Another conundrum he deals with is the lack of domestication and improvement of North American plant species by the ancient first inhabitants of that continent. Blueberries, Jerusalem artichoke (a species of sunflower), perhaps the Paw Paw, the cranberry — really that’s about it. All other food crops grown in North America, both by the first inhabitants and by modern Americans, came from Mexico, Central America, the Andean region, and of course the Old World.

Here’s a quote; you should be aware that Sauer uses the word “hearth” to refer to a region where a particular plant or animal was first domesticated:

The hearth indicated [the interior of the Andean region] provided also, by means of fishing and hunting, aquatic and riparian, the possibility of living in sedentary communities before agriculture was known. Such precondition I hold necessary. The initiators of domestication required a comfortable and dependable margin above mere survival, permanent homes, and a living in communities in which they could share observations and have the leisure to begin the long range experimentation that led to domestication. The business of plant growing and selection did not proceed from “prelogical minds” by hocus-pocus or chance. It required ease, continuity, and peace. It was carried out by acutely observing individuals, primitive systematists and geneticists we may assert, who taught others to identify and select, by lore and skill handed from generation to generation. The plants fashioned by man are artifacts of skilled craftsmen; plant breeders anywhere are still few and exceptional individuals. I have difficulty in visualizing the spontaneous and independent origins of agricultural living and arts by reaching an unelucidated “stage” or “level” of cultural advance, or by assuming that people turned to producing food because they were getting hungrier. Distressed folk were least likely to have the capital reserves for investment in deferred returns. Such progress I should look for as originating in a most favored area, with a society amenable to new ways and recognizing original talent in its individuals. Were such congenial physical and cultural situations present as well anywhere else in the New World?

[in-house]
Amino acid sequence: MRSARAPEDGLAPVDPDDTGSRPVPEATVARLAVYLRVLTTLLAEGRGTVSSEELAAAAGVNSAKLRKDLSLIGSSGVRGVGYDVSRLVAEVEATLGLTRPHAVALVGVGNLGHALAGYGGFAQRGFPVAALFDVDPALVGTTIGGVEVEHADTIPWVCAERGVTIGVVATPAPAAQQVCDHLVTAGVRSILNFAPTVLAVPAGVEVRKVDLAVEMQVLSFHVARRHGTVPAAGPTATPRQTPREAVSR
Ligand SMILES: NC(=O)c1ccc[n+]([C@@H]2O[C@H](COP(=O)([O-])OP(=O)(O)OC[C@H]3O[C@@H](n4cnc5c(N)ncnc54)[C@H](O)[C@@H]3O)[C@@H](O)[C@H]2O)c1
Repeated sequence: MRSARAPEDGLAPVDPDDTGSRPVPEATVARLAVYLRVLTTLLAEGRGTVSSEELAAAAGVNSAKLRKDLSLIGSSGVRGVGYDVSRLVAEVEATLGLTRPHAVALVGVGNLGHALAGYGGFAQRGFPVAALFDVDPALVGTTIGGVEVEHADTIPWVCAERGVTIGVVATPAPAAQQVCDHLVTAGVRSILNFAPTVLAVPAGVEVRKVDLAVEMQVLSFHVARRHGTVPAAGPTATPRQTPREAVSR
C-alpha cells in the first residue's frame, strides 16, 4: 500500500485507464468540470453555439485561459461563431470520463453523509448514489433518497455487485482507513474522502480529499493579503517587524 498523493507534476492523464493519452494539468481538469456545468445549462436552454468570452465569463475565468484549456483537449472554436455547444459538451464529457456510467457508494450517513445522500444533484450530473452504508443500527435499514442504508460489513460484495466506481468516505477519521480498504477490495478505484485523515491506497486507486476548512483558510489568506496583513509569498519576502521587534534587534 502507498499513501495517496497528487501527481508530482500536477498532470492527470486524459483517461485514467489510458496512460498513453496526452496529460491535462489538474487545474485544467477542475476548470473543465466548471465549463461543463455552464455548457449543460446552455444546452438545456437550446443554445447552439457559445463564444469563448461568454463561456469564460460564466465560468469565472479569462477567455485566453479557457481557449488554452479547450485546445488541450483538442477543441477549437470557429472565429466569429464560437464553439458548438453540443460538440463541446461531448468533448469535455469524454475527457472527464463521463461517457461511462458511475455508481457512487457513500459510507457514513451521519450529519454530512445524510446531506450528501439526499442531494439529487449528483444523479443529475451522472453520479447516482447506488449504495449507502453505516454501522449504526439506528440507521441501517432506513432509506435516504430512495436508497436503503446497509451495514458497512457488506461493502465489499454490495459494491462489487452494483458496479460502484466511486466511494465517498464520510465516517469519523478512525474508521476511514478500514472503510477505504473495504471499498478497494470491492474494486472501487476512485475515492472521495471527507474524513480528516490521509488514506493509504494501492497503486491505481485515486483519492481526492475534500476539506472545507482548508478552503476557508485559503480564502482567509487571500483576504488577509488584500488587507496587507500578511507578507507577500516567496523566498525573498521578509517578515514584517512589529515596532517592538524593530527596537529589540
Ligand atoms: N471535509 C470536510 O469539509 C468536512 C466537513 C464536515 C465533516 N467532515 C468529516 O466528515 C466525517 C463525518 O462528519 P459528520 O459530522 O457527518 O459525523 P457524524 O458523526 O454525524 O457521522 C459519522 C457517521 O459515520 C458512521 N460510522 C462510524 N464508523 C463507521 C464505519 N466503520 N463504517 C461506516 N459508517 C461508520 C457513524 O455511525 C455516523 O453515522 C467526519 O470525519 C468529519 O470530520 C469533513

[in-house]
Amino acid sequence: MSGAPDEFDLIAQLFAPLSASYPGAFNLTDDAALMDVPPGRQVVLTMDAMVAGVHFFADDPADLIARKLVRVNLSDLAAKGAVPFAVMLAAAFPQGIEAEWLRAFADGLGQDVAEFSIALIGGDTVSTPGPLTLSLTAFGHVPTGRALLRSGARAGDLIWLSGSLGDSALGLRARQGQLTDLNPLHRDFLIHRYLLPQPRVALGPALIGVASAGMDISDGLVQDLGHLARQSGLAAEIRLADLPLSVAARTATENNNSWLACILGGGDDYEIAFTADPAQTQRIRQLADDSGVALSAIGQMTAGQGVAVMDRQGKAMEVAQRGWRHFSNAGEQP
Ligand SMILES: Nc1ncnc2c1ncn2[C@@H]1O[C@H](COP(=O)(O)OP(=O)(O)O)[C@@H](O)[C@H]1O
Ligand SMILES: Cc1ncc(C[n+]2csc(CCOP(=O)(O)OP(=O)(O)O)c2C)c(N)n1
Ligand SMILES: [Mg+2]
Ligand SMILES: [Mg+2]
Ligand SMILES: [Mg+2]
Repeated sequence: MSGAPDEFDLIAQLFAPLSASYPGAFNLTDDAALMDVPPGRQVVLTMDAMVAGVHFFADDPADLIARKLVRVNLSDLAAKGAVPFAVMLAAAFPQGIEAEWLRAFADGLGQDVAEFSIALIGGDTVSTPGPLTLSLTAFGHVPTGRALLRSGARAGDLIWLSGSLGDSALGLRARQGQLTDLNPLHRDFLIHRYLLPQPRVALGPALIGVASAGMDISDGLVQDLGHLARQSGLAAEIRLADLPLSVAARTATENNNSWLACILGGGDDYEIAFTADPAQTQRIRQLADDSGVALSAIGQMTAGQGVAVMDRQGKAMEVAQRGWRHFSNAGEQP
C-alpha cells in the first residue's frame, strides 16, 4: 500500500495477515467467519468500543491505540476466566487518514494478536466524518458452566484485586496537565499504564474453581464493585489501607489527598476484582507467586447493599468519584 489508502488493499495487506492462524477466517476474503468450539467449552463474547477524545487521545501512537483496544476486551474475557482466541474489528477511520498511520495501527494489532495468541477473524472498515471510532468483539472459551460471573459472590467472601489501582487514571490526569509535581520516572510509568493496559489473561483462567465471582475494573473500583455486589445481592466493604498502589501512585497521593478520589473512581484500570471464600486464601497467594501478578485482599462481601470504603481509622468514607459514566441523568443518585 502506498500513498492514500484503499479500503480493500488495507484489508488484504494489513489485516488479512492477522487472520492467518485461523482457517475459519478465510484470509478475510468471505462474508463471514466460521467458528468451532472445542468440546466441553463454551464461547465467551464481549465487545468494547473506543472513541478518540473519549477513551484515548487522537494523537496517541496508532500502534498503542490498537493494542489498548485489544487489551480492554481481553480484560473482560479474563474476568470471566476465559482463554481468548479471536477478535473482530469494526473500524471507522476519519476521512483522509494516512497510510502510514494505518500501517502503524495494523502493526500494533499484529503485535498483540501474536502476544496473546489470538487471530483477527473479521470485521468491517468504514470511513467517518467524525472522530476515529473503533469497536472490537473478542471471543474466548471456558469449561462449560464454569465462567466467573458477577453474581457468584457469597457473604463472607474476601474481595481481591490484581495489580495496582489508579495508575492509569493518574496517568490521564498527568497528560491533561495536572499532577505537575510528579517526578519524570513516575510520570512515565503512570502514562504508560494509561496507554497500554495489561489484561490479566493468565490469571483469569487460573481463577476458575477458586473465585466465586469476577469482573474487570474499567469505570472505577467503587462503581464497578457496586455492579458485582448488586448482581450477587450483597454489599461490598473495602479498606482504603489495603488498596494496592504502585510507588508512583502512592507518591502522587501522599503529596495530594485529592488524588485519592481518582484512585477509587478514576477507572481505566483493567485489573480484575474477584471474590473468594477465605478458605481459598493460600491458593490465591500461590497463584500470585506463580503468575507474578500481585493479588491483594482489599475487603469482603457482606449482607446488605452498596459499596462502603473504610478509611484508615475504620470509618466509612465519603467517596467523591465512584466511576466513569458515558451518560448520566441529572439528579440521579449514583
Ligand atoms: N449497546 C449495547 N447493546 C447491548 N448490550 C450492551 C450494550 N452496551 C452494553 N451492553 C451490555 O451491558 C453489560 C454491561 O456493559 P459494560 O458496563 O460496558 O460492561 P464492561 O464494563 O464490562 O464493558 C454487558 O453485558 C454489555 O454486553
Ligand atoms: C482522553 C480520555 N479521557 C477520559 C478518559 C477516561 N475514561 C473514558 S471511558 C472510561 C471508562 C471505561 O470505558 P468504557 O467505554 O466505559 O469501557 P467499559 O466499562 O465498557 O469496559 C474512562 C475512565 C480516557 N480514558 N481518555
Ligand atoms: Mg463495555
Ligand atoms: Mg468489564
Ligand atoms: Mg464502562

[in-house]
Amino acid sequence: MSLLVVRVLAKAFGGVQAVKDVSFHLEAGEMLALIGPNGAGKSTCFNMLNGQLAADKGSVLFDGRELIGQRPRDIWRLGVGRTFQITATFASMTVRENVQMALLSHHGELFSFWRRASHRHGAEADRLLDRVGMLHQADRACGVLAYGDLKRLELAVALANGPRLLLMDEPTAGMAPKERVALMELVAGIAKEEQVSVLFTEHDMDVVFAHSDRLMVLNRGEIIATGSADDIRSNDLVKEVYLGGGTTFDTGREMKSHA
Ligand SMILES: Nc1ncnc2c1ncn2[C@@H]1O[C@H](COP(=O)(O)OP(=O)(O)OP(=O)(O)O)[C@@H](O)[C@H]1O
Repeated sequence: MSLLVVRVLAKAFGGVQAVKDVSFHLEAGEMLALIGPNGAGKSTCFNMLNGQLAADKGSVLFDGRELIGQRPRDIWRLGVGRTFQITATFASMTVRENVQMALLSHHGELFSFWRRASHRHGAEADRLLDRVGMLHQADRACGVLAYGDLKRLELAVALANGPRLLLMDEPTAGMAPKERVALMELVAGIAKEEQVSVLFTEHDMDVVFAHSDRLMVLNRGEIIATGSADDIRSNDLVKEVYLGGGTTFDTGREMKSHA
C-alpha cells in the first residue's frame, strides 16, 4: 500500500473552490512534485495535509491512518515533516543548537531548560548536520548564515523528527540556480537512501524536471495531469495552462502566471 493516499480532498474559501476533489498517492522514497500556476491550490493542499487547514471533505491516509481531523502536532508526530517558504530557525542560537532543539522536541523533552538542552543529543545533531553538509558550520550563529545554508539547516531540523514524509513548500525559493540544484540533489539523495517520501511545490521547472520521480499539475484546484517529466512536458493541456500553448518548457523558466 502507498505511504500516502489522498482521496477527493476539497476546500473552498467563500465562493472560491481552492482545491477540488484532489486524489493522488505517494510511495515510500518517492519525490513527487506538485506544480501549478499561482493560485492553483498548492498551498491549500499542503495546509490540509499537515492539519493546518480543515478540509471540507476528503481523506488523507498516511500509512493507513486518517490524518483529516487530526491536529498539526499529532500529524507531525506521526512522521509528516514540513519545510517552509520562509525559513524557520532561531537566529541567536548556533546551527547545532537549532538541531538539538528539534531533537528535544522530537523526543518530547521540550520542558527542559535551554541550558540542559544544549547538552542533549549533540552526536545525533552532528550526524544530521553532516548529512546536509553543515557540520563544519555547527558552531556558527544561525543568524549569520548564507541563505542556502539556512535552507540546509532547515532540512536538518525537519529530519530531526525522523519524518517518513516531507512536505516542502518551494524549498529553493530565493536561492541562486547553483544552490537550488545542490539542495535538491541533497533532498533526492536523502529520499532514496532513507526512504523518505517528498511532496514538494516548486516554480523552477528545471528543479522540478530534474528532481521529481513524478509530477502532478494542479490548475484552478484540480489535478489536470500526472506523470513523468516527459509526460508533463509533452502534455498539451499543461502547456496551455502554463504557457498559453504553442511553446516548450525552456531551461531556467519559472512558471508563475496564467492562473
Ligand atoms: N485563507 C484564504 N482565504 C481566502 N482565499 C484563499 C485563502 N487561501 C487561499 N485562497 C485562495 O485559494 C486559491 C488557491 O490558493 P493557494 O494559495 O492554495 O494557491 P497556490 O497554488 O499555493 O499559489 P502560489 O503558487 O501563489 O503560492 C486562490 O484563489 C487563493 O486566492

I admit that Sauer’s prose is a bit convoluted and dated, and lacking in humor. Nonetheless he gets his points across, sometimes eloquently, and he packs many ideas and speculations into a small space. Pithy is the applicable word, I think.

The book is out of print, but a quick look at Amazon.com reveals that used copies are available for as little as four dollars. I highly recommend the book; it’s always salutary to pay attention to the foods which sustain our civilization and their possible origins.

Larry

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Gaseous Nobility

Every day I receive an e-mail from a site called delancyplace.com. Each e-mail contains a short excerpt from a book, mostly books concerning science or history. They are well-chosen excerpts and I enjoy most of them. If you would like to sign up (it’s a free service) here’s the link:

Delancyplace

Here’s an example I received today; I thought it was very well-written:

In today’s excerpt – the Noble Gases, also known as inert
gases, are located in column eighteen on the far right side
of the Periodic Table of Elements and consist of: Helium
(He), Neon (Ne), Argon (Ar), Krypton (Kr), Xenon (Xe), and
Radon (Rn).  Each of these gases, under standard
conditions, are odorless, colorless, monatomic gases, with
very low chemical reactivity: 
 
Noble is an archaic word, less chemistry than ethics or 
philoso­phy. And indeed, the term ‘noble gases’ goes back 
to the birth­place of Western philosophy, ancient Greece. 
There, after his fellow Greeks Leucippus and Democritus
invented the idea of atoms, Plato minted the word “elements” 
(in Greek, stoicheia) as a general term for different small 
particles of matter. Plato­ – who left Athens for his own 
safety after the death of his mentor, Socrates, around 400 
BC and wandered around writing philoso­phy for years – of 
course lacked knowledge of what an element really is in 
chemistry terms. But if he had known, he no doubt would 
have selected the elements on the eastern edge of the table, 
especially helium, as his favorites.  In his dialogue on 
love and the erotic, The Symposium, Plato claimed that every 
being longs to find its complement, its miss­ing half. When 
applied to people, this implies passion and sex and all the